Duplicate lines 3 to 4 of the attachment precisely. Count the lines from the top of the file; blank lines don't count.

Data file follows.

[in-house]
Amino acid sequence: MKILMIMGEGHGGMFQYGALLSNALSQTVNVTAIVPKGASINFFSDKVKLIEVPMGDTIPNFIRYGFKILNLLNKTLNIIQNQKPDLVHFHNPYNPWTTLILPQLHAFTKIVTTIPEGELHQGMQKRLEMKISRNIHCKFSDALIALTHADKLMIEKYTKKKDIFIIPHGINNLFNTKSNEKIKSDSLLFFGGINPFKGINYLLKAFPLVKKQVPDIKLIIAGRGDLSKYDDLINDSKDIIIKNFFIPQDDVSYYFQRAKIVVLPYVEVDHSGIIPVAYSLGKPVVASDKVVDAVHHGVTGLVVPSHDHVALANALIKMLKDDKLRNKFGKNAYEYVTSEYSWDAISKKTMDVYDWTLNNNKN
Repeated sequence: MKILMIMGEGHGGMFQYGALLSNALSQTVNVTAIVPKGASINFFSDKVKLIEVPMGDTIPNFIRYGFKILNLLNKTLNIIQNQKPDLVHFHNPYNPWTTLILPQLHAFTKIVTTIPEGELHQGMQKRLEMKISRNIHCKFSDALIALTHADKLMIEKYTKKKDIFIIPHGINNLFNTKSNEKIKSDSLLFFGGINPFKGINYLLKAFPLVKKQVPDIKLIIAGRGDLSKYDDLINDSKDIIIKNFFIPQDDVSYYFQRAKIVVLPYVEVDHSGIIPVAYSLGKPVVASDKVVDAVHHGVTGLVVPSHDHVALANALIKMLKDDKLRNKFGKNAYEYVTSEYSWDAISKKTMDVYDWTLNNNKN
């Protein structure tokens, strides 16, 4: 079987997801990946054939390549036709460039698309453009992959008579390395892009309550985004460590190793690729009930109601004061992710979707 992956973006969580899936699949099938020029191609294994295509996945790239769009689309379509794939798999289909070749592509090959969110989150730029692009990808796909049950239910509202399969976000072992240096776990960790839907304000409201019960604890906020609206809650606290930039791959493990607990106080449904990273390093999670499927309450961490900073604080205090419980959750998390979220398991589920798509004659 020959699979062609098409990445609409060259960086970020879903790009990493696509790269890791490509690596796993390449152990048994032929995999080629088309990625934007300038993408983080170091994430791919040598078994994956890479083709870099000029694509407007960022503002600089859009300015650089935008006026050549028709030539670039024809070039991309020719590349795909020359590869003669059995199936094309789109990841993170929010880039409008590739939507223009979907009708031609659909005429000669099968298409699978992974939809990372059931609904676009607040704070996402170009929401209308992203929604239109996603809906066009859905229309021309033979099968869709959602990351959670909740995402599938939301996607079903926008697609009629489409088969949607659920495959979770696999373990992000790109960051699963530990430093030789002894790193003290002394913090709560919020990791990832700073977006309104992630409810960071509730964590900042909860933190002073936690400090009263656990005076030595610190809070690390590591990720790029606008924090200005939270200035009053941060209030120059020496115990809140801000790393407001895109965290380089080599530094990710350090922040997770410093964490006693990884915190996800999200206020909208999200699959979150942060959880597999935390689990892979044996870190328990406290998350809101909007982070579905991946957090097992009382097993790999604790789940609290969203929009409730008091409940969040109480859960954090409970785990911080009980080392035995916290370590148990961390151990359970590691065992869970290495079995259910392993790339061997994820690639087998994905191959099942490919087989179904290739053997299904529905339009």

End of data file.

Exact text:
Repeated sequence: MKILMIMGEGHGGMFQYGALLSNALSQTVNVTAIVPKGASINFFSDKVKLIEVPMGDTIPNFIRYGFKILNLLNKTLNIIQNQKPDLVHFHNPYNPWTTLILPQLHAFTKIVTTIPEGELHQGMQKRLEMKISRNIHCKFSDALIALTHADKLMIEKYTKKKDIFIIPHGINNLFNTKSNEKIKSDSLLFFGGINPFKGINYLLKAFPLVKKQVPDIKLIIAGRGDLSKYDDLINDSKDIIIKNFFIPQDDVSYYFQRAKIVVLPYVEVDHSGIIPVAYSLGKPVVASDKVVDAVHHGVTGLVVPSHDHVALANALIKMLKDDKLRNKFGKNAYEYVTSEYSWDAISKKTMDVYDWTLNNNKN
């Protein structure tokens, strides 16, 4: 079987997801990946054939390549036709460039698309453009992959008579390395892009309550985004460590190793690729009930109601004061992710979707 992956973006969580899936699949099938020029191609294994295509996945790239769009689309379509794939798999289909070749592509090959969110989150730029692009990808796909049950239910509202399969976000072992240096776990960790839907304000409201019960604890906020609206809650606290930039791959493990607990106080449904990273390093999670499927309450961490900073604080205090419980959750998390979220398991589920798509004659 020959699979062609098409990445609409060259960086970020879903790009990493696509790269890791490509690596796993390449152990048994032929995999080629088309990625934007300038993408983080170091994430791919040598078994994956890479083709870099000029694509407007960022503002600089859009300015650089935008006026050549028709030539670039024809070039991309020719590349795909020359590869003669059995199936094309789109990841993170929010880039409008590739939507223009979907009708031609659909005429000669099968298409699978992974939809990372059931609904676009607040704070996402170009929401209308992203929604239109996603809906066009859905229309021309033979099968869709959602990351959670909740995402599938939301996607079903926008697609009629489409088969949607659920495959979770696999373990992000790109960051699963530990430093030789002894790193003290002394913090709560919020990791990832700073977006309104992630409810960071509730964590900042909860933190002073936690400090009263656990005076030595610190809070690390590591990720790029606008924090200005939270200035009053941060209030120059020496115990809140801000790393407001895109965290380089080599530094990710350090922040997770410093964490006693990884915190996800999200206020909208999200699959979150942060959880597999935390689990892979044996870190328990406290998350809101909007982070579905991946957090097992009382097993790999604790789940609290969203929009409730008091409940969040109480859960954090409970785990911080009980080392035995916290370590148990961390151990359970590691065992869970290495079995259910392993790339061997994820690639087998994905191959099942490919087989179904290739053997299904529905339009």